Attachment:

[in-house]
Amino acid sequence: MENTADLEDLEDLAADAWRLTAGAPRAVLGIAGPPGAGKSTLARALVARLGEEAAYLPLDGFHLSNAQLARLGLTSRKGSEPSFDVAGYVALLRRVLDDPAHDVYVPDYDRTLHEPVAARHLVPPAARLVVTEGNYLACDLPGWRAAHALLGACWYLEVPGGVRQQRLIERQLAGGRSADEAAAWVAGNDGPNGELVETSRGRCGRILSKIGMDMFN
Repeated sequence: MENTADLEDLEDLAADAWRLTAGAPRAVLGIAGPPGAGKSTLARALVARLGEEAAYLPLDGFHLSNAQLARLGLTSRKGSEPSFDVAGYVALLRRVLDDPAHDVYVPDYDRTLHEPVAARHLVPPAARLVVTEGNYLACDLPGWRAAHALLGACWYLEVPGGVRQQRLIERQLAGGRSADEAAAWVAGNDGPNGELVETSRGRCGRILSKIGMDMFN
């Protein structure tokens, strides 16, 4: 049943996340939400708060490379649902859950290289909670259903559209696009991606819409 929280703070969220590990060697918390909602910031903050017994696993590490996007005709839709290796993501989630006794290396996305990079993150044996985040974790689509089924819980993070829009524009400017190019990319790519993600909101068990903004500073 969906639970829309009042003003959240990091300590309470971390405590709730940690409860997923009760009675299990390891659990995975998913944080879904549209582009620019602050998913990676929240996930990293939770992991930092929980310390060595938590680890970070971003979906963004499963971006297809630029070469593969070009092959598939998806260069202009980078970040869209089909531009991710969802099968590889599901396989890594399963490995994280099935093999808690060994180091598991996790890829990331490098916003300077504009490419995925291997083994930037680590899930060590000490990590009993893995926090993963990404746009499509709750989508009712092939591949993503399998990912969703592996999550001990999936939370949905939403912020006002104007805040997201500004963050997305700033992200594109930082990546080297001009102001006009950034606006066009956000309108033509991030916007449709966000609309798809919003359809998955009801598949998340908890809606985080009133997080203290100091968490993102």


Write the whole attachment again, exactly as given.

[in-house]
Amino acid sequence: MENTADLEDLEDLAADAWRLTAGAPRAVLGIAGPPGAGKSTLARALVARLGEEAAYLPLDGFHLSNAQLARLGLTSRKGSEPSFDVAGYVALLRRVLDDPAHDVYVPDYDRTLHEPVAARHLVPPAARLVVTEGNYLACDLPGWRAAHALLGACWYLEVPGGVRQQRLIERQLAGGRSADEAAAWVAGNDGPNGELVETSRGRCGRILSKIGMDMFN
Repeated sequence: MENTADLEDLEDLAADAWRLTAGAPRAVLGIAGPPGAGKSTLARALVARLGEEAAYLPLDGFHLSNAQLARLGLTSRKGSEPSFDVAGYVALLRRVLDDPAHDVYVPDYDRTLHEPVAARHLVPPAARLVVTEGNYLACDLPGWRAAHALLGACWYLEVPGGVRQQRLIERQLAGGRSADEAAAWVAGNDGPNGELVETSRGRCGRILSKIGMDMFN
């Protein structure tokens, strides 16, 4: 049943996340939400708060490379649902859950290289909670259903559209696009991606819409 929280703070969220590990060697918390909602910031903050017994696993590490996007005709839709290796993501989630006794290396996305990079993150044996985040974790689509089924819980993070829009524009400017190019990319790519993600909101068990903004500073 969906639970829309009042003003959240990091300590309470971390405590709730940690409860997923009760009675299990390891659990995975998913944080879904549209582009620019602050998913990676929240996930990293939770992991930092929980310390060595938590680890970070971003979906963004499963971006297809630029070469593969070009092959598939998806260069202009980078970040869209089909531009991710969802099968590889599901396989890594399963490995994280099935093999808690060994180091598991996790890829990331490098916003300077504009490419995925291997083994930037680590899930060590000490990590009993893995926090993963990404746009499509709750989508009712092939591949993503399998990912969703592996999550001990999936939370949905939403912020006002104007805040997201500004963050997305700033992200594109930082990546080297001009102001006009950034606006066009956000309108033509991030916007449709966000609309798809919003359809998955009801598949998340908890809606985080009133997080203290100091968490993102």